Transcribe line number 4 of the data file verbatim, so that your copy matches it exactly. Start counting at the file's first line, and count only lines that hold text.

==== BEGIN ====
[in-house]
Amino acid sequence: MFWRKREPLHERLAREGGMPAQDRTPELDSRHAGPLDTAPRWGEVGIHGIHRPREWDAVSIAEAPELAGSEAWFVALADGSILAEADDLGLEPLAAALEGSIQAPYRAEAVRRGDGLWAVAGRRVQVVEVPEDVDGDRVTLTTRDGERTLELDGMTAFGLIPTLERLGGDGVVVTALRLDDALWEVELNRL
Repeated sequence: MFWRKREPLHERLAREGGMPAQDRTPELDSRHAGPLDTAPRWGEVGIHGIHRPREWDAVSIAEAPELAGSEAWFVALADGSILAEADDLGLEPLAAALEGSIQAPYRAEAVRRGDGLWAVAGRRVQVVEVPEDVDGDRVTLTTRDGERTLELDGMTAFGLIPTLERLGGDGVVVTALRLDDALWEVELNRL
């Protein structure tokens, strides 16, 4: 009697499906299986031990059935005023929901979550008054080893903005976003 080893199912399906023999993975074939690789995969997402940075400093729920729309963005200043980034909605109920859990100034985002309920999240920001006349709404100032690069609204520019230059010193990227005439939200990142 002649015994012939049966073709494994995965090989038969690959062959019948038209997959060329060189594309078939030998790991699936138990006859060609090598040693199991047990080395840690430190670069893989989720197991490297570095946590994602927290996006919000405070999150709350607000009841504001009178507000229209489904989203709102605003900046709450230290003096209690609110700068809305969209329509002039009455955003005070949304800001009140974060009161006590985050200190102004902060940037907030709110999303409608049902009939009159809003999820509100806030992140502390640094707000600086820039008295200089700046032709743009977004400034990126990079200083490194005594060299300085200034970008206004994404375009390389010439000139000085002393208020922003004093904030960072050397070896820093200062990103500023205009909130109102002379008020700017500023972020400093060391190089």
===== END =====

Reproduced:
């Protein structure tokens, strides 16, 4: 009697499906299986031990059935005023929901979550008054080893903005976003 080893199912399906023999993975074939690789995969997402940075400093729920729309963005200043980034909605109920859990100034985002309920999240920001006349709404100032690069609204520019230059010193990227005439939200990142 002649015994012939049966073709494994995965090989038969690959062959019948038209997959060329060189594309078939030998790991699936138990006859060609090598040693199991047990080395840690430190670069893989989720197991490297570095946590994602927290996006919000405070999150709350607000009841504001009178507000229209489904989203709102605003900046709450230290003096209690609110700068809305969209329509002039009455955003005070949304800001009140974060009161006590985050200190102004902060940037907030709110999303409608049902009939009159809003999820509100806030992140502390640094707000600086820039008295200089700046032709743009977004400034990126990079200083490194005594060299300085200034970008206004994404375009390389010439000139000085002393208020922003004093904030960072050397070896820093200062990103500023205009909130109102002379008020700017500023972020400093060391190089």